Bob Stepp spoke with Nolan, who also serves as director of Baptist Builders Club. This arm of the GARBC had granted the church a loan in 1965 to help with a building project. Perhaps now the GARBC’s consultation services could meet an equally vital need. In a conference call, Berean’s leadership discussed with Nolan two possible alternatives to closing: merging with another church or revitalization. Nolan answered the men’s questions, then reached out to legal, tax, and actuarial experts within the GARBC’s network to provide pro bono assistance as needed. Throughout the process, all parties involved recognized that God was providing much-needed direction through the consultation.
Over the next 12 months, the church called multiple times to seek professional advice. Then, just when the process seemed to be stabilizing, tragedy struck. In rapid succession multiple deaths deprived the church body of several key leaders, including Bob Stepp and treasurer Don Van Brocklin. The pastor himself was in poor health. The church’s membership now stood at only 19 members. Acting quickly, the remaining two deacons proposed closing the doors, and chairman Bob Green led the church members in voting to approve the proposal. Now, more than ever before, they needed help. Someone had to ensure that all the necessary steps were taken during the closure. Even more important, the church body desired to leave behind a God-honoring and ministry-enabling legacy long after the lights were turned out for the last time.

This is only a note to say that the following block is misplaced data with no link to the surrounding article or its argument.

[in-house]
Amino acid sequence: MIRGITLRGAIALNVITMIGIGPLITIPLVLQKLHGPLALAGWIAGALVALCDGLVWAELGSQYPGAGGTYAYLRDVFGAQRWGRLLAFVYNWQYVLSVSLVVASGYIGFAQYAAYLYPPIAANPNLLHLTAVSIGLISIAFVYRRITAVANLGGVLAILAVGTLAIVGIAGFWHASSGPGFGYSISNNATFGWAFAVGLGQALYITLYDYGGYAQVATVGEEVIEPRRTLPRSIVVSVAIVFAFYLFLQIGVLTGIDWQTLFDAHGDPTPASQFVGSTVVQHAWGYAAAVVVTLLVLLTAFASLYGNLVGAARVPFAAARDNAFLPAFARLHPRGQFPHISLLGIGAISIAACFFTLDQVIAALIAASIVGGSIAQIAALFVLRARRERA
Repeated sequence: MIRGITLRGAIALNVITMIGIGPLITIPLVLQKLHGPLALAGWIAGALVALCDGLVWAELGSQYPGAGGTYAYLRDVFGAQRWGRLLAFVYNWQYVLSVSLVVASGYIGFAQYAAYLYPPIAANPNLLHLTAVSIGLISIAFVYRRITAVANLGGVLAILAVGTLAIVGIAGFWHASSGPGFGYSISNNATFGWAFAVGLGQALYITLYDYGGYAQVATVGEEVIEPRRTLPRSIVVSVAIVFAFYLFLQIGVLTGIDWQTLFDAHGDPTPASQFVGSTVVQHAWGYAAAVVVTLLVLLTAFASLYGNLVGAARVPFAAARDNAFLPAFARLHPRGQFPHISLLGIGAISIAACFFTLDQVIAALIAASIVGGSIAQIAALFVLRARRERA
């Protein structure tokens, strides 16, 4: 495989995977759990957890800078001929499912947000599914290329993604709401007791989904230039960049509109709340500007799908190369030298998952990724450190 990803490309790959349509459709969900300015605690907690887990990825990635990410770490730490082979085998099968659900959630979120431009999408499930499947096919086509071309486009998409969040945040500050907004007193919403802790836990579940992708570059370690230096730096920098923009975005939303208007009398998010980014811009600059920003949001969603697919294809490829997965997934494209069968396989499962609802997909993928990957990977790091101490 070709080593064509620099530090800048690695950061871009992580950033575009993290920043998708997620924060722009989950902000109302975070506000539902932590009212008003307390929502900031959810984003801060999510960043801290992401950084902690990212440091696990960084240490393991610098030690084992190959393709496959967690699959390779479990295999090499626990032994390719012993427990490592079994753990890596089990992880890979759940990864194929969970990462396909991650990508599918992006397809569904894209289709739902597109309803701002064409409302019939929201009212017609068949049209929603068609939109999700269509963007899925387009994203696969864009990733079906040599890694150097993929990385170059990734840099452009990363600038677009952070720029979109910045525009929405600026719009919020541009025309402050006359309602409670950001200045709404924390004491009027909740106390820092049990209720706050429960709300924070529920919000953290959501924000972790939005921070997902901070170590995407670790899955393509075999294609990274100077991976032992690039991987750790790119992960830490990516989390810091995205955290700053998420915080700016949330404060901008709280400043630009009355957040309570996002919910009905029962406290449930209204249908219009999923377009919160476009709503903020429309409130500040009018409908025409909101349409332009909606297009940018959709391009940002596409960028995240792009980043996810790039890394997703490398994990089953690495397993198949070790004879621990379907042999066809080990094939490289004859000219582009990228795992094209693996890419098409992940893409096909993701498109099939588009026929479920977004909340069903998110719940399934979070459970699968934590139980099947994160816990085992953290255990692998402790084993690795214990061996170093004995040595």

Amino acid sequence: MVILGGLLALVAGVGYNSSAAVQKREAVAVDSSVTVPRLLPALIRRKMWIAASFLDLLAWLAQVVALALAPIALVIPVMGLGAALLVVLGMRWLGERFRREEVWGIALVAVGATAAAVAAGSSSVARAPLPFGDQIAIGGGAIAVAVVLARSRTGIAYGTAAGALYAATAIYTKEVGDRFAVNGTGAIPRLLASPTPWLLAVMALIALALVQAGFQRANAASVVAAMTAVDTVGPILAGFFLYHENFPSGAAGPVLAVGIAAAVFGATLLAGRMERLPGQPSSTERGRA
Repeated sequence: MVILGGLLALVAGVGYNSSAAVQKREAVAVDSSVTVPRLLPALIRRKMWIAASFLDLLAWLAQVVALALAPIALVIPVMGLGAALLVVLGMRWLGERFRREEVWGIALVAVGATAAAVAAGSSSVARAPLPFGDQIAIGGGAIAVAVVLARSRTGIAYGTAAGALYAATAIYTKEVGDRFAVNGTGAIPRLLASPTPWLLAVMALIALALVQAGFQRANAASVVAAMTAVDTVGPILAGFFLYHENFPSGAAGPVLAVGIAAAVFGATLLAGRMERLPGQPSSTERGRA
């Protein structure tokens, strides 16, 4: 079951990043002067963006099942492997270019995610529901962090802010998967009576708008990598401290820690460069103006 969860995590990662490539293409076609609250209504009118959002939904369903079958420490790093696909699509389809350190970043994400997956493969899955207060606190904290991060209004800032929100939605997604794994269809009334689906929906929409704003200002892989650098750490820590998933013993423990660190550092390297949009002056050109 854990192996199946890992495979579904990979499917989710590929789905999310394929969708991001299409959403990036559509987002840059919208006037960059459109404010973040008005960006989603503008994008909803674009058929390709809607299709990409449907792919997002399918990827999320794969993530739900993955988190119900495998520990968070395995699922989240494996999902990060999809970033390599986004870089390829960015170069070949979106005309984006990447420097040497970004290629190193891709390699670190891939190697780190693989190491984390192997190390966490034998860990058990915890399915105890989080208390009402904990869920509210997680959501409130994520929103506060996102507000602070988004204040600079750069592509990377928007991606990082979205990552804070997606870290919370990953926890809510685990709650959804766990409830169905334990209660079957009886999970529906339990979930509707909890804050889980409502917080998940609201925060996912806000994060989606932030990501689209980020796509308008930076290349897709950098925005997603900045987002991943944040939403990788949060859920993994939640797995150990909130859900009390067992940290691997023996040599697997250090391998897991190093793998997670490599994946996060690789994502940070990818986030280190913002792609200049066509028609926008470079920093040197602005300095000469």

“We never want to see a church close,” Nolan says, “but the body had already made the decision, not only that they were going to close, but how they wanted to close and what they wanted their legacy to be.”
Nolan visited Berean Baptist Church on Palm Sunday 2014. He fellowshipped with church members and preached during the worship service. Afterward, everyone enjoyed lunch together and then called a business meeting to order. In that meeting, a unanimous vote affirmed the members’ decision to close the church. But the church’s closure would enable ministries around the world to thrive.
Opening Many Doors with the Closure of One